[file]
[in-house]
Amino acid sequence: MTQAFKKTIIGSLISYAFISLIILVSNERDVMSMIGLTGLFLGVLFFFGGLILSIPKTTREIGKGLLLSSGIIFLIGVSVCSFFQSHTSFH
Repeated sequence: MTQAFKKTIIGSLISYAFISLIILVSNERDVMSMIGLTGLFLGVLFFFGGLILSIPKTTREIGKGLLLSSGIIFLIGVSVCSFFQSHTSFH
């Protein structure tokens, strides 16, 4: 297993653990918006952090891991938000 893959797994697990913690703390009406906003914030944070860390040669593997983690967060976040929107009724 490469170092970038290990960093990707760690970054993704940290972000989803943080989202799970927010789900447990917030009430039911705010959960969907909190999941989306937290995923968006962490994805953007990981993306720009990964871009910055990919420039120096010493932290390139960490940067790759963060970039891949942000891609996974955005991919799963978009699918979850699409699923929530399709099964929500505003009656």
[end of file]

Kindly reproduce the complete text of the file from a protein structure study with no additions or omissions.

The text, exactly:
[in-house]
Amino acid sequence: MTQAFKKTIIGSLISYAFISLIILVSNERDVMSMIGLTGLFLGVLFFFGGLILSIPKTTREIGKGLLLSSGIIFLIGVSVCSFFQSHTSFH
Repeated sequence: MTQAFKKTIIGSLISYAFISLIILVSNERDVMSMIGLTGLFLGVLFFFGGLILSIPKTTREIGKGLLLSSGIIFLIGVSVCSFFQSHTSFH
């Protein structure tokens, strides 16, 4: 297993653990918006952090891991938000 893959797994697990913690703390009406906003914030944070860390040669593997983690967060976040929107009724 490469170092970038290990960093990707760690970054993704940290972000989803943080989202799970927010789900447990917030009430039911705010959960969907909190999941989306937290995923968006962490994805953007990981993306720009990964871009910055990919420039120096010493932290390139960490940067790759963060970039891949942000891609996974955005991919799963978009699918979850699409699923929530399709099964929500505003009656």